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Collings SoCo Deluxe Custom with a flamed maple top, Brazilian rosewood fretboard with “broken glass” inlays, and a Bigsby B7 vibrato.
Taking what those who now work with him call an “Energizer Bunny-like” drive to create, Collings built his first guitar in 1974 after leaving medical school and taking some time off to figure out what he wanted to do with his life. He was working in a machine shop when the bright idea of making guitars came up. Naturally, his parents thought he should continue with school and become a doctor.
“I liked the science part of that,” says Collings in a recent interview, “but I like the science of manufacturing or making things more. So working on a motorcycle or a car, building a guitar, whatever it might be, that’s more my thing. And to this day, I just love that part of it.”
Collings’ quest gradually became about more than just making guitars one-by-one on his own. His long-time business manager, Steve McCreary, explains it this way: “We have a great crew that works every day to accomplish Bill’s original challenge—which was to have a production shop that builds the finest, handmade-quality instruments. It’s quite a challenge, let me tell you. Our guitars are based on his guitars when he was a one-man shop, and they weren’t really designed to be production guitars, so it’s a tremendous amount of work.”
Starting Small, But in a Big Way
Songwriter Lyle Lovett, one of Collings’ strongest supporters, recalls their first meeting in 1978. Lovett was at a Houston club listening to a songwriter by the name of Rick Gordon, and he was intrigued by Gordon’s flattop. “He was playing a guitar that looked unusual to me, it looked like nothing I’d ever seen. It was a Martin 000-shaped cutaway with wood binding, and I thought, What kind of Martin is that?”
Lyle Lovett onstage with his 2008 cherry-sunburst D2 flattop. “Bill’s guitars just get better and better. You can’t pick one up that you don’t like.” Lovett also plays a 1992 CJ. Photo by Michael Wilson
The plain headstock didn’t help, so Lovett made it a point to ask Gordon about it during his break. That was when he first heard the name Bill Collings. Having a Martin D-35 in need of a fret job, Lovett contacted Collings to do the work. “Bill said, ‘Sure, come on over,’ just like that.” Lovett continues, “He was living and working in Houston at the time. He lived in a two-bedroom apartment—one bedroom was where he lived and the other was his workshop. I remember getting to his apartment at about two in the afternoon, and I didn’t leave until about nine that night. He fixed dinner for me, showed me every piece of wood he had in his shop, showed me guitars he was building and working on. And before I left that day, I ordered my first Collings guitar.” It was a dreadnought with a German spruce top and Indian rosewood back and sides, and it was his main stage guitar for years. Lovett also played it on all of his early recordings. “It turned out to be #39, the thirty-ninth guitar Collings ever made, and I still have it.”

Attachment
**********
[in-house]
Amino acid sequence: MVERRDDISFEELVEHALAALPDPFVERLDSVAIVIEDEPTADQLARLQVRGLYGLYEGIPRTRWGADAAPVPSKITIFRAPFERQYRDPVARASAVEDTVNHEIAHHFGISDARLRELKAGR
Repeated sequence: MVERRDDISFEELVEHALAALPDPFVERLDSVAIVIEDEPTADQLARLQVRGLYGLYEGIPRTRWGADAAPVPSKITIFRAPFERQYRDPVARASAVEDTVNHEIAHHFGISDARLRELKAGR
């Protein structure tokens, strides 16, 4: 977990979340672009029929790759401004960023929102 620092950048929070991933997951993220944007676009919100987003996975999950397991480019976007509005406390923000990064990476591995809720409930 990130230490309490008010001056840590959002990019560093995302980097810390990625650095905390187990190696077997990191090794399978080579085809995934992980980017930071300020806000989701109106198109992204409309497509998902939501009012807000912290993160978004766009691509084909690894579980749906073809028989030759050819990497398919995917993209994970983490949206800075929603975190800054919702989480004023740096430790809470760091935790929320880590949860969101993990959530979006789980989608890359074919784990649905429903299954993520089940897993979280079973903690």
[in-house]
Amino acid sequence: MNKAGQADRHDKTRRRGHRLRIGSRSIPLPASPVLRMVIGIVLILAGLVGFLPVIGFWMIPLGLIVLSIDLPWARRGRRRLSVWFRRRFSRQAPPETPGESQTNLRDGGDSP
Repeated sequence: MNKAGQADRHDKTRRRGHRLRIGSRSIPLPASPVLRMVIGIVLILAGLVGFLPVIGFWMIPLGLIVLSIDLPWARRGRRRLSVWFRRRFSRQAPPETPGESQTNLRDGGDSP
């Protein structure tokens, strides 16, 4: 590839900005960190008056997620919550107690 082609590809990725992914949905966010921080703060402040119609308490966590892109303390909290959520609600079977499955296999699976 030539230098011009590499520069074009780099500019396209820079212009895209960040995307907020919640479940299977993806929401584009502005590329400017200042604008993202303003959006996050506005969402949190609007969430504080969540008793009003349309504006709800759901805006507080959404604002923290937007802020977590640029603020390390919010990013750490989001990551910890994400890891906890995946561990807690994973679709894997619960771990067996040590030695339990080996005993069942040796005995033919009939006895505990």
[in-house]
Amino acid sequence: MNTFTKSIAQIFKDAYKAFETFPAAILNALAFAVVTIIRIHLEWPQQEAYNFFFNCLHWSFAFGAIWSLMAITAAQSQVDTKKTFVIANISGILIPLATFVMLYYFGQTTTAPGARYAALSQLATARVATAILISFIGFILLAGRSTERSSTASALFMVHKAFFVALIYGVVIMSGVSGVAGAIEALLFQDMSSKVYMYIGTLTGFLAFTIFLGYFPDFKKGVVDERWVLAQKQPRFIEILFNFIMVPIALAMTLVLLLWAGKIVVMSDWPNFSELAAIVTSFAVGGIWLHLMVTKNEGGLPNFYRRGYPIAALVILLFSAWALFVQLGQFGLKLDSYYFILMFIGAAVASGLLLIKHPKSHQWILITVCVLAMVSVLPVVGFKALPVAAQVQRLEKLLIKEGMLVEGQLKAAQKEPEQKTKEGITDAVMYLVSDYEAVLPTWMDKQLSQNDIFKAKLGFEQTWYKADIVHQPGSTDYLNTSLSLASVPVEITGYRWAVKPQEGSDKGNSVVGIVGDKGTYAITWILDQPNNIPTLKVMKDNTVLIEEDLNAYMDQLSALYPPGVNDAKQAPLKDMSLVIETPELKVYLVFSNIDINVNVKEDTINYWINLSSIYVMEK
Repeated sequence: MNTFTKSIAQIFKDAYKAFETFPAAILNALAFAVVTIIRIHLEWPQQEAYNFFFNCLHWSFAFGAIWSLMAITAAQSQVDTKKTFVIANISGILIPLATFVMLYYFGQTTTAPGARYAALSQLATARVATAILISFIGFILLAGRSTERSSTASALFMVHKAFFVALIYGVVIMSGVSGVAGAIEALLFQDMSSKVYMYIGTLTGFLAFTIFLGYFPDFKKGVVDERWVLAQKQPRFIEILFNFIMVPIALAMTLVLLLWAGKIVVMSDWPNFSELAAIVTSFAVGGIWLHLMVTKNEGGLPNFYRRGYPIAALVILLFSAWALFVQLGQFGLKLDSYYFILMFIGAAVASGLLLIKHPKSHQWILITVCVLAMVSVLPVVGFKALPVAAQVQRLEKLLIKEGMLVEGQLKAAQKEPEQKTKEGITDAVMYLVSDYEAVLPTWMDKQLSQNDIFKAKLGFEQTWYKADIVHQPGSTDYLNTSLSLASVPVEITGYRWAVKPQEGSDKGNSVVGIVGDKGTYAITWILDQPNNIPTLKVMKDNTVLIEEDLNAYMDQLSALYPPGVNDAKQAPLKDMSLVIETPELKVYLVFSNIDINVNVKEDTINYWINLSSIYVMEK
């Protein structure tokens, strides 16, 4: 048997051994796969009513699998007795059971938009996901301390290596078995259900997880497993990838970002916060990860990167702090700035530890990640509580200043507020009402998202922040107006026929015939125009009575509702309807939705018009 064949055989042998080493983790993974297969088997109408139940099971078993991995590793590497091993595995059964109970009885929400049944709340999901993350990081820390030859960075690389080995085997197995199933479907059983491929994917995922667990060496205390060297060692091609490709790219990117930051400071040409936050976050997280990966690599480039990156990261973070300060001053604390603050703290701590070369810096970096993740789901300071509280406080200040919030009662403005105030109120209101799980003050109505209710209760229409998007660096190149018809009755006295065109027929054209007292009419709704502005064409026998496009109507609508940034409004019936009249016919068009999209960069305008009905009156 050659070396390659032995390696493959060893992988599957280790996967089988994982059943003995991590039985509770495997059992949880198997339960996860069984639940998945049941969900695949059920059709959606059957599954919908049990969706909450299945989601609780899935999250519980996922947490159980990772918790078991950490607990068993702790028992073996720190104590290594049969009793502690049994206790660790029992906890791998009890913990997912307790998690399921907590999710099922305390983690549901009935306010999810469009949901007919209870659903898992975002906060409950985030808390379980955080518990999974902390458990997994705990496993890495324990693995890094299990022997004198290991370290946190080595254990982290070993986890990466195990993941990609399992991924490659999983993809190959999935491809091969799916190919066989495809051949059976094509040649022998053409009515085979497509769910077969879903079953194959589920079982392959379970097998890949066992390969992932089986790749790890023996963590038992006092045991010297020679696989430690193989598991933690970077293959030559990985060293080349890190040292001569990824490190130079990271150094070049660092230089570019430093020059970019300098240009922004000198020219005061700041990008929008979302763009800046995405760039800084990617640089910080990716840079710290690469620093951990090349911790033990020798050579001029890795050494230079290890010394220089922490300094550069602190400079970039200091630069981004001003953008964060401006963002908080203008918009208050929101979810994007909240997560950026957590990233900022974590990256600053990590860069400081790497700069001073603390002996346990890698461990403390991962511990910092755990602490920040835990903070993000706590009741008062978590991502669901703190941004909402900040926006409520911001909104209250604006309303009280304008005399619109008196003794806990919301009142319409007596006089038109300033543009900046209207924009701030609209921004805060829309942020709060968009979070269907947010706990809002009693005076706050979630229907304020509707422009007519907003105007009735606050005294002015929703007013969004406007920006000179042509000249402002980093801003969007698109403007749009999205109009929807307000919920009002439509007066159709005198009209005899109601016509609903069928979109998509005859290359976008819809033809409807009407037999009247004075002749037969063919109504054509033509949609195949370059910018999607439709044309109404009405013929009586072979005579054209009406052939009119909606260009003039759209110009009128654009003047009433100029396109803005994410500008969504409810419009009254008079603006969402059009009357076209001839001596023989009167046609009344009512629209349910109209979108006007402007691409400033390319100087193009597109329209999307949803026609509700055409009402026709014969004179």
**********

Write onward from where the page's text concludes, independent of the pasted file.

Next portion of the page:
Jerry Jeff Walker at ease with his sunburst 2008 CJ. “The worst one he’s gonna make is still gonna be wonderful,” he says of Collings’ instruments. Walker’s first Collings was a 1992 13-fret C10, and he also has a sunburst 2009 01A in his collection. Photo by Rick Patrick
The All-Important Boat That Didn’t Float
In the early ’80s, Collings decided to move to California but only made it as far as Austin, and that’s where he’s been ever since. He shared shops with luthiers Tom Ellis and Mike Stevens for a few years before moving to a small, one-stall garage shop on his own. In 1989, he hired his first employee, Bruce Van Wart, who is still with Collings. Among other responsibilities, Van Wart chooses all the wood for the flattop guitars and the ukuleles.
The funny part is that Van Wart initially connected with Collings over a boat. “We had a mutual friend, and he said, ‘You need to meet this guitar builder, because he wants to know about building this boat’—because I used to do that. So, I went over to the shop, he showed me his boat plans, and we talked. He never built the boat, but we had fun.” Van Wart didn’t see Collings again until one of his guitars needed some work. “I worked for a weekend or two in trade for him doing a neck reset on my Martin, making some stairs going up into the loft in the shop, helping him build a spray booth. I was doing house remodels at the time, and that was pretty slow down here. He said, ‘Hey, do you wanna work for me?’ and I said, ‘Okay!’”
Collings and Van Wart worked together for several months, “Then, all of a sudden, there were five people. So it got pretty exciting.” Van Wart explains, “Everybody had their routine and we had to kind of dance around each other because it was a real small shop. The first shop I worked with Bill in, the spray booth was in the building next door, so when it was raining you had to run with the guitars with plastic over them to the other building. That was kinda fun.”
The exterior of the Collings Guitars workshop in Austin, Texas.
Collings moved his operation once and expanded twice before moving into the current building. Now, approximately 70 employees work to build flattops, archtops, mandolins, ukuleles, and electric guitars.